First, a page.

Dinosaur Party -7yr- Nesting Ground Relay
Rebecca in Ventura, CA, USA
Dinosaur Party for 7 year old Birthday: I bought thin wooden dinos (Michael's Craft) in three styles. I painted them with poster paint, filled in details with black Sharpie markers and attached magnets to the back (Orientaltrading.com or OTC). The first dino had party time etc. and was sent with the invite. The second had child's name on it and was a place card. The third said Thanks for a dino-mite day and was sent with the thank you. This way, each child ends up with a three different dino magnets. The invites read Stampede to the Nesting Grounds for James Birthday Dinosaur Expedition on March 13 from 1:30-3:30 at the Smith Cave and Quarry. RSVP to the prehistoric parents. Don't be Extinct.
We made vines out of strips of brown paper bags twisted and taped together with packing tape. The leaves were cut from green party streamers with the veins drawn with black Sharpie marker. (They look realistic as they flutter in the breeze.) I cut out large dino footprints from black HEFTY trash bags and taped them to the cement leading up to the house with Poster tape. It really held,was rainsafe,not slippery and easy to cut large number at a time. We trimmed up all our trees right before the party and used the cuttings for decorations.
We made a cave at the entry way by throwing a dinosaur sheet over a playhouse form, secured it with clothespins and added dark green curtains above on a tension rod so that kids couldnæt see above the cave. A cardboard sign read "Enter the Jungle through Dinosaur Cave." Two spears made out of wrapping paper tubes were crossed over the sign. We played rainforest sound effects on a CD from Target. Coming out of the cave, kids were surprised by a realistic dino made by hanging my kid's dino costume over my floor lamp and stuffing with blankets. I used a projector from Hearthsong.com ($29.95) that changes small images into big images when projected onto the wall. This way, I made 14 big cartoon dinos drawn onto brown postal wrap which my kids colored with crayons.
Upon arrival, kids excavated dinosaur skeletons (OTC) at the quarry which I made 3 weeks before party. Simply use 3 parts water, 2 parts cornstarch, and 4 parts sand. Heat on stove until mixture is like putty, mold it around dinosaurs on a cookie sheet and bake for 30 minutes at 170 degrees, or longer if they are not dry. (Be careful to monitor the drying process--mine started to mold in the garage so I sprayed them with lysol.) I covered the ôdino fossilsö with leftover sand in a box so they had to dig them out first. They busted them open with a plastic hammer, removed most of the sand, then washed them in a tub of water. I provided a towel and Ziploc bags. Inside we passed out paper dinosaur gift bags prefilled with dino tattoos, dino micro machines, and small plastic dinos (all at OTC). We also included dinosaur Fact cards and a book "What Really happened to the Dinosaurs?" from AnswersInGenesis.org.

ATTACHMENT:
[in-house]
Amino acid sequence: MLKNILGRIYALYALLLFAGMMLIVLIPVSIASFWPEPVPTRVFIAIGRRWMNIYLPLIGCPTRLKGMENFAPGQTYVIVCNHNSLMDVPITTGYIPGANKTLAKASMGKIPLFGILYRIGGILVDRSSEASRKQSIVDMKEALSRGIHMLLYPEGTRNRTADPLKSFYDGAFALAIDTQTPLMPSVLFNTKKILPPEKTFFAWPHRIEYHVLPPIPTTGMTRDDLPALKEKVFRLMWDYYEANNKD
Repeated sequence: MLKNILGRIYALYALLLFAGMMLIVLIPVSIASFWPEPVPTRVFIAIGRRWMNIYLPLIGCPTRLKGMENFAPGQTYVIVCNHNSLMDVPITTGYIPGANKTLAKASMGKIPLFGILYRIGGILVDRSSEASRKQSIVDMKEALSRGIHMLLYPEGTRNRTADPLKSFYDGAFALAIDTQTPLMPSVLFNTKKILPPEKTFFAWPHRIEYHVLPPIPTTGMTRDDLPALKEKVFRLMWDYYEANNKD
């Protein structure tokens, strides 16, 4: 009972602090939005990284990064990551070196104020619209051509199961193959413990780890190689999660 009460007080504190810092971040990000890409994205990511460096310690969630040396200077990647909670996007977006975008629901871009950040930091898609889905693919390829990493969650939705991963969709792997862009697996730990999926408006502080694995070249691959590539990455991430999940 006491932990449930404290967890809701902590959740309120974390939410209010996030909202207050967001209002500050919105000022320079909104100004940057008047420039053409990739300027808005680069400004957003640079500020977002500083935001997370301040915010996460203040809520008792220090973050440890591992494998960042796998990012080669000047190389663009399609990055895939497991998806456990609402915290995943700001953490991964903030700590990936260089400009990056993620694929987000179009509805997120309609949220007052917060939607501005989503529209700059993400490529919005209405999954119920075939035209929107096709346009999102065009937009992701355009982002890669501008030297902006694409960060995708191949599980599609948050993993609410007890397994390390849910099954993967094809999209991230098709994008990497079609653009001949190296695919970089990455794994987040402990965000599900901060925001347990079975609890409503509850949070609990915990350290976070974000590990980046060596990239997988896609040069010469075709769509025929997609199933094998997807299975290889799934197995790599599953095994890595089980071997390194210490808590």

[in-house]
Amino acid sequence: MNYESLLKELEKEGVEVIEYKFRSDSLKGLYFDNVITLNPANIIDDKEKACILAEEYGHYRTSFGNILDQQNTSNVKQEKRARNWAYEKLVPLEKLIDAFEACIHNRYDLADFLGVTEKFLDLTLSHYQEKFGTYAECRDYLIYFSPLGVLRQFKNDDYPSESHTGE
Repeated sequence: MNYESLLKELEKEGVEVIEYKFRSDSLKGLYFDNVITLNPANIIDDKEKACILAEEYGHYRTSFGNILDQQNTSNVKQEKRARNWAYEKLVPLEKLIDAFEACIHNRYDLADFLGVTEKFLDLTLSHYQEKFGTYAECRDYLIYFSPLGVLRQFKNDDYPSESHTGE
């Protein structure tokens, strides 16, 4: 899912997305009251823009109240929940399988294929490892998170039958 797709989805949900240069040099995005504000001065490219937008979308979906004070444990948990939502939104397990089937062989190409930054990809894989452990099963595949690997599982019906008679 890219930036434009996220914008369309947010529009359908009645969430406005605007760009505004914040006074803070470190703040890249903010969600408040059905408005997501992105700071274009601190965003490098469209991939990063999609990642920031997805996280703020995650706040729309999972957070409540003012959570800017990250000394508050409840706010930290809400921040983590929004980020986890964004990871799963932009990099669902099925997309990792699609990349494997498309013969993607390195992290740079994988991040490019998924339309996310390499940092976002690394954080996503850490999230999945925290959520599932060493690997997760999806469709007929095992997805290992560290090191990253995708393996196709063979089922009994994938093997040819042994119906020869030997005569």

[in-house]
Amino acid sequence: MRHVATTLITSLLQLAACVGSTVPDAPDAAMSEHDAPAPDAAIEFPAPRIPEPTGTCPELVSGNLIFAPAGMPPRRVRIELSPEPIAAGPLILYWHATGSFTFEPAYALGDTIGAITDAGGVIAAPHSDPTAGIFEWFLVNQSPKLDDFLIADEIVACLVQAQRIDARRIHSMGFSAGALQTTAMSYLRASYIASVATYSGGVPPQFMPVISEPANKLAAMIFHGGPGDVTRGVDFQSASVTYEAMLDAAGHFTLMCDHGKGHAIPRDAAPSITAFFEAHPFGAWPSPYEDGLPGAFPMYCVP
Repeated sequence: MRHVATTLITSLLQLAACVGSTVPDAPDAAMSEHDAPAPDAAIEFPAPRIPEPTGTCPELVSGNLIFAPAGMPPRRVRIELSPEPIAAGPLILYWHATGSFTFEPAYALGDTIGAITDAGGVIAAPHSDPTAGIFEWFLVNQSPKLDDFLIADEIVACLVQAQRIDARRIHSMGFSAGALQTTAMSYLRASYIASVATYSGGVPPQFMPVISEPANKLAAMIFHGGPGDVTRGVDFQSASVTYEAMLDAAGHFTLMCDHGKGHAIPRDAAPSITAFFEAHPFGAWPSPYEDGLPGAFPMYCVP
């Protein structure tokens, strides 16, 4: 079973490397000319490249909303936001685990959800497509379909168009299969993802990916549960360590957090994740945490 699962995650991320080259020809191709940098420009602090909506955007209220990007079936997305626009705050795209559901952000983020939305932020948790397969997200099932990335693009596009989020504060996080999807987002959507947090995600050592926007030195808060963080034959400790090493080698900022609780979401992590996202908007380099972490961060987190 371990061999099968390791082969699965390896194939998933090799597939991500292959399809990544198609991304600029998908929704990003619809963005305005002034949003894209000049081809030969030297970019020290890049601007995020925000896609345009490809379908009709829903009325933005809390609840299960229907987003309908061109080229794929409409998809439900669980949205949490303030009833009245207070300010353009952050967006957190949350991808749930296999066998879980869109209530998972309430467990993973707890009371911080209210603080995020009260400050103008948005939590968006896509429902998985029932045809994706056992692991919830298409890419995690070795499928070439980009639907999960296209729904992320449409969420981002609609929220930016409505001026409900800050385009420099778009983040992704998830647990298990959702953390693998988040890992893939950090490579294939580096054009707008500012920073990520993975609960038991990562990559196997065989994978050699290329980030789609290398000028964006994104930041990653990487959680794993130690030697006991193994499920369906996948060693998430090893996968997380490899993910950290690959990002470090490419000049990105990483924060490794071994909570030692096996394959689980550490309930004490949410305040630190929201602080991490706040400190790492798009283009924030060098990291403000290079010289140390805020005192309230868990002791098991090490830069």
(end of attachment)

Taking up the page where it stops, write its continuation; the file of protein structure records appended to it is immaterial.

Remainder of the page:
We played "Hot Lava Rock," which is really Hot Potato. The Lava Rock was a piece of styrofoam broken into a rock form and then spray painted black. This made a safe alternative to a real rock, but looked real. The winner got a prize and everyone received another type of special rock--a geode(OTC) with printed directions on how to break open later.
We talked about volcanos then went outside to see one erupt. I had made a volcano by putting paper mache over a form I made by chipping away at more styrofoam from old coputer boxes. I molded a Dixie cup into the top as the receptacle and spray-painted it black. The volcano was set on a table covered with a green plastic tablecloth (OTC) surrounded by large plastic dinosaurs (OTC). I made a lake for the swimming dino by putting a pie pan underneath the tablecloth, putting a second pie pan filled with blue jello on top of the tablecloth, but nesting inside the first. I added leaves to hide the silver on the pan. When it was time to erupt, each child placed a new Dixie cup prefilled with baking soda into the receptacle, added red vinegar to erupt, then removed his cup. Each kid selected a dino to keep from the diorama. So that the kids wouldnt fight over who was next, I had numbered the Dixie cups.